GameDay Xtra: Highsmith Displays the Heart of a Champion
by Jake Terry
LSU Sports Information
More than 30 years ago, Arlington Louis Dean jumped fearlessly into the ring to spar with Muhammad Ali down in Miami. Fast forward to the present, and Dean’s grandson ? Arlington Louis Highsmith – marches out fearlessly onto the field in Tiger Stadium to take on opposing teams.
Highsmith’s father, Elvis, named his son after Dean and nicknamed his son after the boxer known simply as “the Greatest of All Time.” So Arlington goes by “Ali,” and that nickname has stuck since Highsmith was a little boy.
“My father started calling me that, and I guess everybody just calls me that,” Highsmith said. “Even all the way from elementary school my teachers called me that.”
Just like the man after whom he is nicknamed, Highsmith has faced obstacles in his life that have made him stronger, tougher and more mature. One obstacle he overcame led to his arrival at LSU.
As a senior at Central High, Highsmith made a tough choice between the hometown University of Miami or LSU. Highsmith chose to stay close to home and play for the Hurricanes, but he was denied entrance into UM.
“It was hard at first, but as time went on I just looked at it as a stepping stone that I had to get over and improve myself and become a better person,” Highsmith said.
He looked to his parents as a source of strength and comfort, and they and the rest of Highsmith’s family lifted his spirits.
“My mother and father were always telling me, ?You can’t be down on yourself because things happen for a reason. You’re going to have your time’,” Highsmith said.
But that time was slow in coming. Highsmith sat out the fall of 2003, trying to figure out what was going to come his way. Whatever it was, Highsmith wanted to be ready.
“I kept working out and staying in shape,” Highsmith said. “I did my part so that when and if I was going to get that second chance I wasn’t going to be out of shape and not ready to go.”
That second chance did come. LSU told the star linebacker that it still wanted him, and without hesitation Highsmith packed his bags and headed for Baton Rouge. He overcame that setback, but in the process he moved away from his comfort zone ? his family.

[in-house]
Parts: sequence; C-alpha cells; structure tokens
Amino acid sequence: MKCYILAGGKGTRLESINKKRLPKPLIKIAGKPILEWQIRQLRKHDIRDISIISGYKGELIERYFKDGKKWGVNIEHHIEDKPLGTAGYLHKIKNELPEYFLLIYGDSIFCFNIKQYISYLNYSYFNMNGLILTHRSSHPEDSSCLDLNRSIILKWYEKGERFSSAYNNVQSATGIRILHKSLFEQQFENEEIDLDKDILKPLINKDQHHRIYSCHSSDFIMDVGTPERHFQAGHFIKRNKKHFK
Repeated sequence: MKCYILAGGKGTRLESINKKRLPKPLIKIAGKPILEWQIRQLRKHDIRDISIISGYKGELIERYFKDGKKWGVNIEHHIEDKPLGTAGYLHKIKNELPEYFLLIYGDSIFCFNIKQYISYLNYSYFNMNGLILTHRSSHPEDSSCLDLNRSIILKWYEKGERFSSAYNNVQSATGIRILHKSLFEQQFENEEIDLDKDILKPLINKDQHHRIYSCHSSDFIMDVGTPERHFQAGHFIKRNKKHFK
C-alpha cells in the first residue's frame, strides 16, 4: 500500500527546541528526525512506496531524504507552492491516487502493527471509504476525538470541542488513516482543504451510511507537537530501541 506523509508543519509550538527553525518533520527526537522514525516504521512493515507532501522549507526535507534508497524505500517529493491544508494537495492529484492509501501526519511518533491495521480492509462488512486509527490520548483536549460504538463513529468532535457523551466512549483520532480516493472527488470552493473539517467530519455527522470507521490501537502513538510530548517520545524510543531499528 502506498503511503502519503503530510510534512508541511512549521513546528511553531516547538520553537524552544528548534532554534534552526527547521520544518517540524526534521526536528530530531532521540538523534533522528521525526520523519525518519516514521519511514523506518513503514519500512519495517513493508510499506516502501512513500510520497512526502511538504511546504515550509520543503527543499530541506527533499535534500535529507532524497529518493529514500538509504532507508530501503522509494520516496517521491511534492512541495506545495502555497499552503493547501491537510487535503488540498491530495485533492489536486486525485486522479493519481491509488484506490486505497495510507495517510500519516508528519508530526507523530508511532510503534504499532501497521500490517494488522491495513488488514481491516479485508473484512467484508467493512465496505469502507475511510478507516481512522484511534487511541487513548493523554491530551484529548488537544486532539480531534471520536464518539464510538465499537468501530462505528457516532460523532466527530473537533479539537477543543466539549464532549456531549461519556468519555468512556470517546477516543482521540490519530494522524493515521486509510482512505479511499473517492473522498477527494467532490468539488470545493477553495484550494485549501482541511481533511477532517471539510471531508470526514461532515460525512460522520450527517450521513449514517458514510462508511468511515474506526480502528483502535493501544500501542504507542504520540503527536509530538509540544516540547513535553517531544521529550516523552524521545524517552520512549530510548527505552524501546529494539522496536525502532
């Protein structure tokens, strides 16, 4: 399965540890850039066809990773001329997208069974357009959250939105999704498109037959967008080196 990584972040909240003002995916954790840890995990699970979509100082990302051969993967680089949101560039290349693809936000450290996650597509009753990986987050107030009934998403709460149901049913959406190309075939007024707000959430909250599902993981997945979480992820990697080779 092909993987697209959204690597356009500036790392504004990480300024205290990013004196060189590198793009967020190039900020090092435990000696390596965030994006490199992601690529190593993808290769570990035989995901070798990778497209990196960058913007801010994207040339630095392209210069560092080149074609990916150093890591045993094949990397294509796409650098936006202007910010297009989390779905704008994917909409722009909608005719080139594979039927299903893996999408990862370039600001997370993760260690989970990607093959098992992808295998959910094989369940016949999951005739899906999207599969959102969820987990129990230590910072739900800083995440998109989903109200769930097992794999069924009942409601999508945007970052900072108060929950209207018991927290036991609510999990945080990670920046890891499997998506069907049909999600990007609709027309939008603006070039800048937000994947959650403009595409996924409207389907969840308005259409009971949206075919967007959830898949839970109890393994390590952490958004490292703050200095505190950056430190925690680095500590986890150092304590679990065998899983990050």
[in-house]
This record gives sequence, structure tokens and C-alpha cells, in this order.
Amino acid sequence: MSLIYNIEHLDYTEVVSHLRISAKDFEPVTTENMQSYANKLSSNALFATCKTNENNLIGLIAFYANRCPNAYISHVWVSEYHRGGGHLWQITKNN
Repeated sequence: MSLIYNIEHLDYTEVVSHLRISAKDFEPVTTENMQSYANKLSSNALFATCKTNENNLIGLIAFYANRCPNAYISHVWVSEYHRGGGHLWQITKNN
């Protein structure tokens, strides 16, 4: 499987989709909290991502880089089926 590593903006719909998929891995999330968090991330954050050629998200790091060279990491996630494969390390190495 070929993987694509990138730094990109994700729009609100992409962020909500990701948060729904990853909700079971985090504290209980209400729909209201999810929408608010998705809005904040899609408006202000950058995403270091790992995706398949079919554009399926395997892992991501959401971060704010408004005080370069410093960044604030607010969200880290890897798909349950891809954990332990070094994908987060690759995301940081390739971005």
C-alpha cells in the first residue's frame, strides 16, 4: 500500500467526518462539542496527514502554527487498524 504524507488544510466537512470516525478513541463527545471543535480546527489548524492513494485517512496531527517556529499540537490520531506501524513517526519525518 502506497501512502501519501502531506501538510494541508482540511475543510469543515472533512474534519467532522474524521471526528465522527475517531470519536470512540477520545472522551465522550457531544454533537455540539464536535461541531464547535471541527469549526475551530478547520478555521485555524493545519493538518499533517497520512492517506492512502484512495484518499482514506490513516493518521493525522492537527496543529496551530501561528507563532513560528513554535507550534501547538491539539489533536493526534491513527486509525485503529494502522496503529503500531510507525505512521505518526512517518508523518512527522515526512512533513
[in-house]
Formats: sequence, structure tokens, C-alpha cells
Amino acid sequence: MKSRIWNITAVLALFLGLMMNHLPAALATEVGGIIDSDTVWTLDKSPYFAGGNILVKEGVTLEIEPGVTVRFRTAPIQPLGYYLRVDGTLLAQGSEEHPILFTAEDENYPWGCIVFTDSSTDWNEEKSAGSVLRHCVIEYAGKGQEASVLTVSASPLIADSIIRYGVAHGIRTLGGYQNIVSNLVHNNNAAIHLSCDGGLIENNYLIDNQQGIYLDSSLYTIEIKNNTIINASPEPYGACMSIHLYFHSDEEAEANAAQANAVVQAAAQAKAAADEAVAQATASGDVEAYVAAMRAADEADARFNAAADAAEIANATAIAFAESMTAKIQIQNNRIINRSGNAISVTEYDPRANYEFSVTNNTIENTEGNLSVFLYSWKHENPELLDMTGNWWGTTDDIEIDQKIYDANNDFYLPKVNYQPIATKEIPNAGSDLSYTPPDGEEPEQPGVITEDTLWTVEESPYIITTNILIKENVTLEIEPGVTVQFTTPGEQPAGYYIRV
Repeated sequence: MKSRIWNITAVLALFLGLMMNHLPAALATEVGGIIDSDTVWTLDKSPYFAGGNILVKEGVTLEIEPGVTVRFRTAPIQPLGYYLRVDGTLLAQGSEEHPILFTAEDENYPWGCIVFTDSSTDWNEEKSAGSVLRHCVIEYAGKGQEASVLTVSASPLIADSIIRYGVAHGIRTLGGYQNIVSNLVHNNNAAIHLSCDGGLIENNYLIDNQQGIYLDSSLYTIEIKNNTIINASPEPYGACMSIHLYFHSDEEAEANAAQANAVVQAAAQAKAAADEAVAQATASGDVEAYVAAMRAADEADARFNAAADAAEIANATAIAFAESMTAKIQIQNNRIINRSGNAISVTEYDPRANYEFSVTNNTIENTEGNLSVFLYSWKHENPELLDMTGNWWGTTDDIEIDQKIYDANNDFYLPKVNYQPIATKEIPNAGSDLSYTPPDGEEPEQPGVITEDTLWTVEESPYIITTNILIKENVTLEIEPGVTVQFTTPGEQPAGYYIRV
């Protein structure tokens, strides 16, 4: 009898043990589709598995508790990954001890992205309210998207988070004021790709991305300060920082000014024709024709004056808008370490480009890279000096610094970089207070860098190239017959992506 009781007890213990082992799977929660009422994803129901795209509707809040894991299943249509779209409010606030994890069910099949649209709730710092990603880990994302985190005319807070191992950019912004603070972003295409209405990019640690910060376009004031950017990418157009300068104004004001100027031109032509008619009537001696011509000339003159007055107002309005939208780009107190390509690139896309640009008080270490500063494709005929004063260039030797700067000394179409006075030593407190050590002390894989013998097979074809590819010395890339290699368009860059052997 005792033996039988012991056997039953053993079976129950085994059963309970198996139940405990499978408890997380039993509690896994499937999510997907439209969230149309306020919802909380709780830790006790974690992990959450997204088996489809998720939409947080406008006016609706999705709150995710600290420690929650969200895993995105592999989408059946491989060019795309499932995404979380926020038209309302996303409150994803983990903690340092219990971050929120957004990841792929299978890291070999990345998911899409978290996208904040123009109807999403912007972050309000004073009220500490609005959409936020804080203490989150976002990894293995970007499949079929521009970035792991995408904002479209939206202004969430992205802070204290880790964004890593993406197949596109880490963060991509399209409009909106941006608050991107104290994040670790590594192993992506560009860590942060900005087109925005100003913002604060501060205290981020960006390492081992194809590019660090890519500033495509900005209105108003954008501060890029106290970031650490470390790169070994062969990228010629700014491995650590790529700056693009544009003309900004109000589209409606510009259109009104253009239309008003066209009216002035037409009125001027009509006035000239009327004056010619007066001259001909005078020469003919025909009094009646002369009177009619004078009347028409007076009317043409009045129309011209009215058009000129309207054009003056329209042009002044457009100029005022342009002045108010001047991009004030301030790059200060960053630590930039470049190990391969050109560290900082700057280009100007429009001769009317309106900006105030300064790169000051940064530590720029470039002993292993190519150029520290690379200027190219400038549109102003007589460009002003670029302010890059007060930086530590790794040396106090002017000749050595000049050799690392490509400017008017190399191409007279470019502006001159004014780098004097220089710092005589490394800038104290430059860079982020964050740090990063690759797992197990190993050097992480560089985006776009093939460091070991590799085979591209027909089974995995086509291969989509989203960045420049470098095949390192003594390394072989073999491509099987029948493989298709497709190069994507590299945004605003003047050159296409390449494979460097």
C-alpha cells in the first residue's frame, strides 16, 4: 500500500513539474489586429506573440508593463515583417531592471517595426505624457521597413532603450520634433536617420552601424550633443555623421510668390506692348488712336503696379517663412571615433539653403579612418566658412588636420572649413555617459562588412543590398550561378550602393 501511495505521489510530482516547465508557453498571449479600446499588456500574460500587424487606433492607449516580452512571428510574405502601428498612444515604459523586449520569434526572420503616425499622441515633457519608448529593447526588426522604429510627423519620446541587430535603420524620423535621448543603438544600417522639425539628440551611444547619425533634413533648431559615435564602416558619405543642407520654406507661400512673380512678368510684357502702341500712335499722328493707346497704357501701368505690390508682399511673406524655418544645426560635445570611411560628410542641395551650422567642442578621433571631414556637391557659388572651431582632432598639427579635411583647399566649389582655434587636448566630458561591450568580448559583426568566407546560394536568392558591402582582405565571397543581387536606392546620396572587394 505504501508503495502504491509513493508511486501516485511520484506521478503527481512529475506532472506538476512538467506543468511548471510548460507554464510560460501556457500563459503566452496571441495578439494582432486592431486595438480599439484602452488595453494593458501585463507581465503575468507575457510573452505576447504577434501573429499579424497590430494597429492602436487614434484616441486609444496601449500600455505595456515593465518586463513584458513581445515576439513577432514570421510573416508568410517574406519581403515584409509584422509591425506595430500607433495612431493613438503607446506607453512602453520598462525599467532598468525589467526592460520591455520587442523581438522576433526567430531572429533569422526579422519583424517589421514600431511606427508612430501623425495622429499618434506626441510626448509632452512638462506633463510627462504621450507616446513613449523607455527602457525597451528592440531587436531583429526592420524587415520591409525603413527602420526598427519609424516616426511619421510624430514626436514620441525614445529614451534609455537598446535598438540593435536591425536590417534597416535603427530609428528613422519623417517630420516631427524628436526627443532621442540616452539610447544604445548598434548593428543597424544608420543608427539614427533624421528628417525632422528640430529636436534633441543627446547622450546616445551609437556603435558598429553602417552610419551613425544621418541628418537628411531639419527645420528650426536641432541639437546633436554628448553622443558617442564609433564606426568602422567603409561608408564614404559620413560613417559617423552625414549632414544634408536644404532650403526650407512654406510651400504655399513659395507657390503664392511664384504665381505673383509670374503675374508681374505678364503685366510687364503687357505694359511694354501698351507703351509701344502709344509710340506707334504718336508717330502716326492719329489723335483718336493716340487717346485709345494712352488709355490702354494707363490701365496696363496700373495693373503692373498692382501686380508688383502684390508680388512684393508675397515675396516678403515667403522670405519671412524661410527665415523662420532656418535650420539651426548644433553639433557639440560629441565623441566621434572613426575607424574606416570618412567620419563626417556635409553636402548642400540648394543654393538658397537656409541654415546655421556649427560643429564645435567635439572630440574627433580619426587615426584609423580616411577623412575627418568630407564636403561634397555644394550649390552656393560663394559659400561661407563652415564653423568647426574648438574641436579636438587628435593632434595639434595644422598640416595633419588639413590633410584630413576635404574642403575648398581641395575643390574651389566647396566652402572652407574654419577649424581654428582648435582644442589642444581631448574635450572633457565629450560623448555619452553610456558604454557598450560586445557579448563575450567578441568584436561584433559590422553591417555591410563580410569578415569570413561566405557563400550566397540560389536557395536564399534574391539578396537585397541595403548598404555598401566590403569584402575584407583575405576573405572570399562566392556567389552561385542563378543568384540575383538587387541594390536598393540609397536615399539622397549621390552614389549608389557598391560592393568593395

Moving so far from home was a challenge for Highsmith. He was now living with roommates and taking care of himself, and his time at LSU has since matured him greatly.
“LSU has helped me to understand life being away from my parents and growing up on my own as far as responsibilities and taking care of myself. I’ve learned to be independent in situations,” Highsmith said.
The 6-foot-1 linebacker has also matured on the football field. Coming in as a freshman, Highsmith showcased outstanding speed, consistently running the 40-yard dash in 4.5 seconds. However, he needed to master the mental aspect of the game necessary to perform in a complex defense.
“I’ve enhanced my knowledge of the game a whole lot. When I first got here it was just go out and play. Now I have learned to play assignment football,” Highsmith said. “I just go out there and take care of my job.”
Highsmith has grown into one of the leaders of LSU’s deep and talented defense. Displaying speed, athleticism and leadership along with his knowledge of the game, he has garnered the respect of his teammates. Out on the field in practice or in games, Highsmith has preferred to lead by example, but he is not afraid to be vocal, often calming a teammate who may lose his composure.
The senior has also helped incoming freshmen over the last few years, especially the out-of-state players. When they need someone to show them around and be that big brother who makes them feel welcomed, Highsmith is there.
“Whenever they need something I try to help them as best I can and help them through the transition of coming from high school to college and being on their own,” Highsmith said.
He’s more than willing to be there for his teammates because Highsmith experienced painful moments involving friends while growing up in Miami.
Tattooed on the deltoid muscle of his left arm are different images that keep Highsmith aware of where he came from, and those images carry special meaning. They represent friends who could not escape the type of lifestyle that Highsmith has worked hard to avoid.
“It’s an open casket, handcuffs and a sad face, which means ?I have come this far, so I just have to keep on pushing and don’t fall into the trap,’” Highsmith said.
Surrounding those images are the words “Against All Odds.” When people ask why he got that tattoo, he explains what he has seen and been through and how it has made him stronger.
“I got that tattoo because growing up I had friends who died or went to jail. I overcame that lifestyle and made it to be somebody,” Highsmith said.
He is somebody. He’s Arlington Louis Highsmith, but you can call him “Ali.”